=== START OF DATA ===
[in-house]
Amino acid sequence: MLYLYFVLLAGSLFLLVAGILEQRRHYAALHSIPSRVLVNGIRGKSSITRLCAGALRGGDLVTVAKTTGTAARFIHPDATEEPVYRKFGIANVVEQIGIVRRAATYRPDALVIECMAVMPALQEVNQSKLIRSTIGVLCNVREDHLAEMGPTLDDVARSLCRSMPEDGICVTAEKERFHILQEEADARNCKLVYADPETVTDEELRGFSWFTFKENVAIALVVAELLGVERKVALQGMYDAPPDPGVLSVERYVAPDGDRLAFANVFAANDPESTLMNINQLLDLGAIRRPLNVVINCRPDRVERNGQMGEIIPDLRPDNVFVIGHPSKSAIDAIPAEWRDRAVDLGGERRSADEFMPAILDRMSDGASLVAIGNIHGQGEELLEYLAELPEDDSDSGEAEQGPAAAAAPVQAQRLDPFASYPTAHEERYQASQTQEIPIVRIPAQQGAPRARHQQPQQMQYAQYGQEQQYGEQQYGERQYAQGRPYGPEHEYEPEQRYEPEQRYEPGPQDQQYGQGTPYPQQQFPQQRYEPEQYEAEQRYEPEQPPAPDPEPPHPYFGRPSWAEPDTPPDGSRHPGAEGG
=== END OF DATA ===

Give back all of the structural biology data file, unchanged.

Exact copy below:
[in-house]
Amino acid sequence: MLYLYFVLLAGSLFLLVAGILEQRRHYAALHSIPSRVLVNGIRGKSSITRLCAGALRGGDLVTVAKTTGTAARFIHPDATEEPVYRKFGIANVVEQIGIVRRAATYRPDALVIECMAVMPALQEVNQSKLIRSTIGVLCNVREDHLAEMGPTLDDVARSLCRSMPEDGICVTAEKERFHILQEEADARNCKLVYADPETVTDEELRGFSWFTFKENVAIALVVAELLGVERKVALQGMYDAPPDPGVLSVERYVAPDGDRLAFANVFAANDPESTLMNINQLLDLGAIRRPLNVVINCRPDRVERNGQMGEIIPDLRPDNVFVIGHPSKSAIDAIPAEWRDRAVDLGGERRSADEFMPAILDRMSDGASLVAIGNIHGQGEELLEYLAELPEDDSDSGEAEQGPAAAAAPVQAQRLDPFASYPTAHEERYQASQTQEIPIVRIPAQQGAPRARHQQPQQMQYAQYGQEQQYGEQQYGERQYAQGRPYGPEHEYEPEQRYEPEQRYEPGPQDQQYGQGTPYPQQQFPQQRYEPEQYEAEQRYEPEQPPAPDPEPPHPYFGRPSWAEPDTPPDGSRHPGAEGG